You may require a surgical procedure to regenerate the bone and gum attachment to your teeth. The level of your periodontal disease will determine the type of surgical procedure needed.

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How is periodontal disease detected?

The periodontal examination will begin with your dental health professional who will examine your teeth and gums looking for specific signs of periodontal disease. Dental professionals use a probe to determine the presence of pockets or spaces between the teeth and gum. The probe will be inserted gently until the base of the pocket is reached. He/she will measure and document the depth of each pocket according to the calibrations on the probe.

 

Also, the presence of plaque and calculus, bleeding, looseness of teeth, tooth alignment, jaw alignment and tooth decay will be recorded. You may require dental x-rays to determine if supporting bone has been destroyed. 

After your examination, your dentist or periodontist will share the results and offer treatment options for you to consider.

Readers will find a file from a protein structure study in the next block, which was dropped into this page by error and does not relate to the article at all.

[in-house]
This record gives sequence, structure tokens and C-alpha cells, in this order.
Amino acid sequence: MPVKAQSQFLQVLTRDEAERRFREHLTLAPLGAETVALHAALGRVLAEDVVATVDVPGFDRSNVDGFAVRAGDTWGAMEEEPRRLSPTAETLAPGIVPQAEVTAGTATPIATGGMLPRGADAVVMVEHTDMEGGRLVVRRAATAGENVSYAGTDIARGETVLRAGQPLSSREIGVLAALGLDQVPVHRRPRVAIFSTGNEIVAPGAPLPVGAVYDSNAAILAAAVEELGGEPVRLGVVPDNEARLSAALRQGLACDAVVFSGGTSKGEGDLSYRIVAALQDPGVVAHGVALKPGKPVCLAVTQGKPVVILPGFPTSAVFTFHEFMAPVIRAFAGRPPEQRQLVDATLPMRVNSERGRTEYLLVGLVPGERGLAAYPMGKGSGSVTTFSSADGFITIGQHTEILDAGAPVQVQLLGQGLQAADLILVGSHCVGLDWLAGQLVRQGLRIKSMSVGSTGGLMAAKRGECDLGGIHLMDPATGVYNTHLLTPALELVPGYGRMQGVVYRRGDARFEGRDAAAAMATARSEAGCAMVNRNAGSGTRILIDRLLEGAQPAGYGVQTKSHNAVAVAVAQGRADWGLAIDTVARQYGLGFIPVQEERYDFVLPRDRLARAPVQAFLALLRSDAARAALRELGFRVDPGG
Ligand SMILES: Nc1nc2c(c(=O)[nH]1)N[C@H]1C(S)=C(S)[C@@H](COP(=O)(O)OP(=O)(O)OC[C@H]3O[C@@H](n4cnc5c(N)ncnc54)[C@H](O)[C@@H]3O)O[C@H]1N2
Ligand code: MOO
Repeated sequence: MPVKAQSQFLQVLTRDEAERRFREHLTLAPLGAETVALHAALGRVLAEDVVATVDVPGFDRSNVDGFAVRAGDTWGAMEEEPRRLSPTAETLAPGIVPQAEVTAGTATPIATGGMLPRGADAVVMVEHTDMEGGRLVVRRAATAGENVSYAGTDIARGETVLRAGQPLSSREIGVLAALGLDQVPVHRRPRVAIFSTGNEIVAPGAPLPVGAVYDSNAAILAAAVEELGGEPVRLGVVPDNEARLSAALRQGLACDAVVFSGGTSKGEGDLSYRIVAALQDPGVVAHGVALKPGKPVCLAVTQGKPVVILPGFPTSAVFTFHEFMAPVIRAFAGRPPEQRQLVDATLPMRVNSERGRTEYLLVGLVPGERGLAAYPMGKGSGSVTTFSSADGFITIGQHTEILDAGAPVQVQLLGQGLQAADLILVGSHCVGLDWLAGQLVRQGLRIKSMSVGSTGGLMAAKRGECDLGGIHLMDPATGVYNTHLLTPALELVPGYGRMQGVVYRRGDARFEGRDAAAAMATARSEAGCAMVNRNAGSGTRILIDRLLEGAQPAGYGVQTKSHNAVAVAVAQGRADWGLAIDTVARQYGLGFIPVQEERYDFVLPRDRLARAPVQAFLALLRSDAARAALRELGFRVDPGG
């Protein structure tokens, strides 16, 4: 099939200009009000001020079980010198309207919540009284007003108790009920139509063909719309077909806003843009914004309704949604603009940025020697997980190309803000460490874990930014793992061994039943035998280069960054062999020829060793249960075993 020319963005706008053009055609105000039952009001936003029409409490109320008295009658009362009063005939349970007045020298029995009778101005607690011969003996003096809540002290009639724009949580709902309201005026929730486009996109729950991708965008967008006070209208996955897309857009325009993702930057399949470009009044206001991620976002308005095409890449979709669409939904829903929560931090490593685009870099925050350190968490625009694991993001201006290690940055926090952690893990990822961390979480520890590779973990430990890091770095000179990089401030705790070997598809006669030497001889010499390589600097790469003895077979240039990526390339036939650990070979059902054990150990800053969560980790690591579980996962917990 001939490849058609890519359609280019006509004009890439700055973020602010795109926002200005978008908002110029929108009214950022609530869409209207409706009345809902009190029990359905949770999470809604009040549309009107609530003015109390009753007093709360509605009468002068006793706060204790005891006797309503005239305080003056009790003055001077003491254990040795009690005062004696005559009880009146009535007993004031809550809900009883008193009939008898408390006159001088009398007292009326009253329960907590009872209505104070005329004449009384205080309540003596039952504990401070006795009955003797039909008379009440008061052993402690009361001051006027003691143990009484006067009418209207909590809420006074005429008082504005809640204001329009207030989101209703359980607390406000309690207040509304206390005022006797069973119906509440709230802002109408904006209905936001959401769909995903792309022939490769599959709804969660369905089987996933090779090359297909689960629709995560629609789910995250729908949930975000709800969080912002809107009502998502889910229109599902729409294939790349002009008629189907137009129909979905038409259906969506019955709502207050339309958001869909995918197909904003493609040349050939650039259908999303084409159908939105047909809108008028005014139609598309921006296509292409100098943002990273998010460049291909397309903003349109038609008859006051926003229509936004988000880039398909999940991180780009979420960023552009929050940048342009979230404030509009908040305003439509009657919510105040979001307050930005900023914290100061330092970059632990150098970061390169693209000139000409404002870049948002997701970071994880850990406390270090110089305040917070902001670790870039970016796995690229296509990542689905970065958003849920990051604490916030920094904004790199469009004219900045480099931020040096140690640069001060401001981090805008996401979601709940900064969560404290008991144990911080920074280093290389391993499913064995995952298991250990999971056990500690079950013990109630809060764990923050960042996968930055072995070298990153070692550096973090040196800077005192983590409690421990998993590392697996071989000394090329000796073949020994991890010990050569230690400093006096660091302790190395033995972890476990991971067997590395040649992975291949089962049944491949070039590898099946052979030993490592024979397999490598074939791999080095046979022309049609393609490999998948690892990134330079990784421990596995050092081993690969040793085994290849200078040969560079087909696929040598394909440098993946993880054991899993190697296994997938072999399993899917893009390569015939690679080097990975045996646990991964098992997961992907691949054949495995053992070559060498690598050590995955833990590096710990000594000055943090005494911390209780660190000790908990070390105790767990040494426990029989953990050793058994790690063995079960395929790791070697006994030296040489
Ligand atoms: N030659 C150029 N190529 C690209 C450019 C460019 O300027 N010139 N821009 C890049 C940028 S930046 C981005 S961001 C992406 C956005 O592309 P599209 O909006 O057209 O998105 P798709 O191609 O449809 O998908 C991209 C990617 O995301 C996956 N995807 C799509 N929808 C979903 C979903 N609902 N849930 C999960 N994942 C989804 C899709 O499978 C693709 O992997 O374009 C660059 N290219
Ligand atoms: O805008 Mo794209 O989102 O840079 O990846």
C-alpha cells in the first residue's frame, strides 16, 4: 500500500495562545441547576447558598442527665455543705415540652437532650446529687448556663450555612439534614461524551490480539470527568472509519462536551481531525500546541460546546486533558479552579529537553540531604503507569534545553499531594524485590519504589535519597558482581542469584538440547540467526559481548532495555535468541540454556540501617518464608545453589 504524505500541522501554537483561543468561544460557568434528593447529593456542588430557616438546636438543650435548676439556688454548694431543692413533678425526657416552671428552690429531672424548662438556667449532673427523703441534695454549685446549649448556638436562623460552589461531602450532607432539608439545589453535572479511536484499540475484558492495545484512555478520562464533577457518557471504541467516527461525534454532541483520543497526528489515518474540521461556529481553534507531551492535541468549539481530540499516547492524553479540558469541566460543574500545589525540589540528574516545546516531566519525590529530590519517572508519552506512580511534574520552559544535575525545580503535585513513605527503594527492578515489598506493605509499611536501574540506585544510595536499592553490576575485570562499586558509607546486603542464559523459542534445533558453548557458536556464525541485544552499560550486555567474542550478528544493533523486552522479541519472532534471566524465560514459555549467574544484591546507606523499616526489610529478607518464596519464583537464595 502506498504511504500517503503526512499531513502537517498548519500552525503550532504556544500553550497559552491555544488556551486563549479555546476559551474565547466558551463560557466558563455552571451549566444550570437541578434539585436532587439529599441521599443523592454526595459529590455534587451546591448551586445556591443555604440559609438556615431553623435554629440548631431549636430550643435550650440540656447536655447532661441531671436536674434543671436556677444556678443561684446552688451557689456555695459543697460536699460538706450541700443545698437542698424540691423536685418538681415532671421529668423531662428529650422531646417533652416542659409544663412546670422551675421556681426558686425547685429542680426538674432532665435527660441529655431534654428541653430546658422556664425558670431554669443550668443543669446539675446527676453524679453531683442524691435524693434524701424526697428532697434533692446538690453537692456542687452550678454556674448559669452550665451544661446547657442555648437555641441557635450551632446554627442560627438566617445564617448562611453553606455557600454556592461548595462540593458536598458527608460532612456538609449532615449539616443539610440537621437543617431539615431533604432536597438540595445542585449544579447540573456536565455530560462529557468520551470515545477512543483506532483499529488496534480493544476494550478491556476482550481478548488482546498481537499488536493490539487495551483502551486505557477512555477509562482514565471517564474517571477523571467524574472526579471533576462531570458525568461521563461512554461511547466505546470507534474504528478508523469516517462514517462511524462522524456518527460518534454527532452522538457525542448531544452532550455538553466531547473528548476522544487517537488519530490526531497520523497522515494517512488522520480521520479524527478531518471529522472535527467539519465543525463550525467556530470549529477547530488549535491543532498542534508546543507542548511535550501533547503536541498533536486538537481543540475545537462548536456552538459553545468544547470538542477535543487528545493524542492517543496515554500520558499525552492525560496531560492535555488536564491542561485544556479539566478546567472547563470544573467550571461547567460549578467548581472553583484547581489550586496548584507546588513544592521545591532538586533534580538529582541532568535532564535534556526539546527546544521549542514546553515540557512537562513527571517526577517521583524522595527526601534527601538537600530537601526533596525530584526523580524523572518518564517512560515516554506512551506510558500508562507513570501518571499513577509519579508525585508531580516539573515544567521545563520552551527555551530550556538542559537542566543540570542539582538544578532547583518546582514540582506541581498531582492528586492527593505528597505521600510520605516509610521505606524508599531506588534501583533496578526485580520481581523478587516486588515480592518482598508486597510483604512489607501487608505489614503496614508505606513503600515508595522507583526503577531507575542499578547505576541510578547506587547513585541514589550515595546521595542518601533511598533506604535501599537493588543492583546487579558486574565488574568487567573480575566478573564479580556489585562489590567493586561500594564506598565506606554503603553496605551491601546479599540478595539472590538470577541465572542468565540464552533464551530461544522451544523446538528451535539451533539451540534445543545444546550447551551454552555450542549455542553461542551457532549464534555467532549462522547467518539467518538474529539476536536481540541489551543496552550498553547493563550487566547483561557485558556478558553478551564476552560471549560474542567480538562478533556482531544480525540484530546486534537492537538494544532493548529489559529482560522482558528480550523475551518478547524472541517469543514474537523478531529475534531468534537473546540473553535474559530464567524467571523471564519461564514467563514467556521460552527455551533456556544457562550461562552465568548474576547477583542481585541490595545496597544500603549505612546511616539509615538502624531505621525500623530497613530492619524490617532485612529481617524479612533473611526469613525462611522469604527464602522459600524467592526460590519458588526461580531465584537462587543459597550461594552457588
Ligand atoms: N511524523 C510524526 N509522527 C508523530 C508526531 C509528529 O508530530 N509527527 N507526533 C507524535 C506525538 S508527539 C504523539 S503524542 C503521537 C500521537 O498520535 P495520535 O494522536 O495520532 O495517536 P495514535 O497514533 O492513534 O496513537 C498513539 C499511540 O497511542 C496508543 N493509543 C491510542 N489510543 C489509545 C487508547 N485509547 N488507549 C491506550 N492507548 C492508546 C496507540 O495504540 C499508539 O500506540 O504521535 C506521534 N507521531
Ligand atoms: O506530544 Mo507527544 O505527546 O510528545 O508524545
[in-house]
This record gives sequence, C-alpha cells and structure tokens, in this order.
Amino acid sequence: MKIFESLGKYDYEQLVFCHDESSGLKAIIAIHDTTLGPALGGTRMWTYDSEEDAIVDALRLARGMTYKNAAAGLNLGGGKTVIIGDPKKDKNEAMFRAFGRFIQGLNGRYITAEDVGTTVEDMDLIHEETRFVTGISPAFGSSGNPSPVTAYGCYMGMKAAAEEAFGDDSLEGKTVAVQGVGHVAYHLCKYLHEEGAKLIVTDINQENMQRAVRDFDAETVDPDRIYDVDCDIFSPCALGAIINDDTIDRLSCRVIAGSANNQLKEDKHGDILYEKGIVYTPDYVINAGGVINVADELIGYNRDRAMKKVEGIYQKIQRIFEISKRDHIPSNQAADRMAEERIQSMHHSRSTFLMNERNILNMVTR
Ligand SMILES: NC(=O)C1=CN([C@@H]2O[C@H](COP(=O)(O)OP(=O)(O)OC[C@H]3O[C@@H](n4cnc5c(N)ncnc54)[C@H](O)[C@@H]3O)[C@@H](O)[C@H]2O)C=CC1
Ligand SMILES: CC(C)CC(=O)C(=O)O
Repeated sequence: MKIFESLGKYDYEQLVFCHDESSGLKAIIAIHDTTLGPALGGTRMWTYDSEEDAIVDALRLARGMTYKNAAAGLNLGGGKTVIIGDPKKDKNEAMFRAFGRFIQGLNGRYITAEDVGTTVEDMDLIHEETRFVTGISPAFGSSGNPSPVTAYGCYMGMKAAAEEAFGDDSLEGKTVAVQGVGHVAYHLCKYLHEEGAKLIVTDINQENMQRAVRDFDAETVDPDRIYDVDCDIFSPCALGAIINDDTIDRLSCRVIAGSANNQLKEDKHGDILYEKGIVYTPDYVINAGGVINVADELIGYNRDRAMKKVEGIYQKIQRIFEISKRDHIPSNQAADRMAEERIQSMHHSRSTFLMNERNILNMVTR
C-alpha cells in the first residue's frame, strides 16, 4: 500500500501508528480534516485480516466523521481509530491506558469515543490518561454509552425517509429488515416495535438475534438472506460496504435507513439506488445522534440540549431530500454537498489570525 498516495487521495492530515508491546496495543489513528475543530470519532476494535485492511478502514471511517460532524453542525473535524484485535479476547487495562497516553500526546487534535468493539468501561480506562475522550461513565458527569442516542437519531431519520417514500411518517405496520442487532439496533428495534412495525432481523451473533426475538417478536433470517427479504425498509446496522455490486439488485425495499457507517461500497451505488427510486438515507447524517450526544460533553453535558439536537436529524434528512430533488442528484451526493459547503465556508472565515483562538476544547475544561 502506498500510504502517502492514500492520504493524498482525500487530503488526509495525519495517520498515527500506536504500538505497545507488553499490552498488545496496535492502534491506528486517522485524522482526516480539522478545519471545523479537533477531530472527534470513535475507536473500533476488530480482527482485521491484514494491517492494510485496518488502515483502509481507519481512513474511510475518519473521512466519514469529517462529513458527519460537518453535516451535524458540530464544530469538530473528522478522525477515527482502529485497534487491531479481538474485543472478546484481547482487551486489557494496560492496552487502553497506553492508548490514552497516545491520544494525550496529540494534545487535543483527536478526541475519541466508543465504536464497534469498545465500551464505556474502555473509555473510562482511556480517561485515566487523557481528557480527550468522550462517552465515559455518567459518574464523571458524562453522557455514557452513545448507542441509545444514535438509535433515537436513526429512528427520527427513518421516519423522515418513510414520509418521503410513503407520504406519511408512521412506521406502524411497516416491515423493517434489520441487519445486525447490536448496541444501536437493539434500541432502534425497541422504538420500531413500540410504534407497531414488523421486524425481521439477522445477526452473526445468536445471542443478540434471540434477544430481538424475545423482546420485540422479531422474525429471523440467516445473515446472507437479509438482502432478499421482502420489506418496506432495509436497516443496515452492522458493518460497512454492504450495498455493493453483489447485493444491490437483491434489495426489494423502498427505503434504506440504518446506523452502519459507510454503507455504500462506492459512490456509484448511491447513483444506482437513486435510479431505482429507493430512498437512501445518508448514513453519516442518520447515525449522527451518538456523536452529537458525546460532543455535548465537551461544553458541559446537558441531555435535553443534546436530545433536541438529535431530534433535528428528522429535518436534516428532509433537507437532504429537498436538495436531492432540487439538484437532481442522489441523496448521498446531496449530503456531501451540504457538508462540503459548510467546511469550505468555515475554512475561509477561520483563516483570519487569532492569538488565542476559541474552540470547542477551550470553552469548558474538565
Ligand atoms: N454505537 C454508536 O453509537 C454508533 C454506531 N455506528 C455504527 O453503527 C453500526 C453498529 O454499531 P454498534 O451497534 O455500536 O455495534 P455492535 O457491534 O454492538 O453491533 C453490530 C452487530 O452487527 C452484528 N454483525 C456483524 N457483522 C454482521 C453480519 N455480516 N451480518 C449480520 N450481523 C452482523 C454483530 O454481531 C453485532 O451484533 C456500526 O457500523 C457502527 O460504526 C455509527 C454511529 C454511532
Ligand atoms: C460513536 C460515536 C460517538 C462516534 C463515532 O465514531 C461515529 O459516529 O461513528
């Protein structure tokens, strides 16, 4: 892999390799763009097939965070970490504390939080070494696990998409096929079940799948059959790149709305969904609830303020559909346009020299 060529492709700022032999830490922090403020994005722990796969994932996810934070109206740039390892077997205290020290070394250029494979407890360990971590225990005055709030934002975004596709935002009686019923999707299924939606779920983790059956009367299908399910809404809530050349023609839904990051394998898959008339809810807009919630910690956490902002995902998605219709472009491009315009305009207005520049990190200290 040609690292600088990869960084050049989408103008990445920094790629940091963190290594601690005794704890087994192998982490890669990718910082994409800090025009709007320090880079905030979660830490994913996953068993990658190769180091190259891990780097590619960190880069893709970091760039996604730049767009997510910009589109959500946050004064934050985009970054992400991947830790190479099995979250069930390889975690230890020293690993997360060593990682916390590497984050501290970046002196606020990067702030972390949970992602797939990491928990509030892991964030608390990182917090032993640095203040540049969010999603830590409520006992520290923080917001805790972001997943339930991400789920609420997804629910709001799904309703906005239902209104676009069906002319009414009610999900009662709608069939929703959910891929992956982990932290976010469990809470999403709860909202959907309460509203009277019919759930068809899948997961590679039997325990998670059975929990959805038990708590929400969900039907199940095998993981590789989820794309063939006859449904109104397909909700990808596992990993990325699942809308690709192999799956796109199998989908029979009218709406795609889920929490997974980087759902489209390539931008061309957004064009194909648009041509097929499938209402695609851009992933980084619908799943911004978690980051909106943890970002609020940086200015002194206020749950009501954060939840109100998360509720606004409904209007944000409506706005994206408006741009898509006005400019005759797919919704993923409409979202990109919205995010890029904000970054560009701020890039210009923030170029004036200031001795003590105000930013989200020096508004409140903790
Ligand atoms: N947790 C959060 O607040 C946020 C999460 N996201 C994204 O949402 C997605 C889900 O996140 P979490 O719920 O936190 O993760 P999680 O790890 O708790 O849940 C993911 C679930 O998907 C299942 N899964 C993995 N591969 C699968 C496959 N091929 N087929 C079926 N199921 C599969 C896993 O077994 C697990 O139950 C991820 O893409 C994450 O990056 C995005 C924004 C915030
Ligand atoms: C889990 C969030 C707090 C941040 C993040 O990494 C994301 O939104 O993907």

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What causes periodontal disease?

According to the latest research information available, the disease is caused mainly by the accumulation of bacterial masses, or plaque, at the gum line of the teeth, where the gum tissue attaches to the tooth surface. The destructive toxins and enzymes produced by these bacteria cause the gum tissue to detach and separate from the tooth, thereby forming a space, called the periodontal pocket.

 

Bacterial plaque continues in these pockets, causing them to deepen, destroying the underlying supporting tissues and, at the same time, hardening into calculus, or tartar. Certain people appear to be more susceptible to the destructive effects of bacterial plaque on the periodontal tissues than others, just as some individuals are more prone to heart disease and diabetes than others are.

 

There may likely be some hereditary predisposition involved, or other systemic factors that are not readily detectable.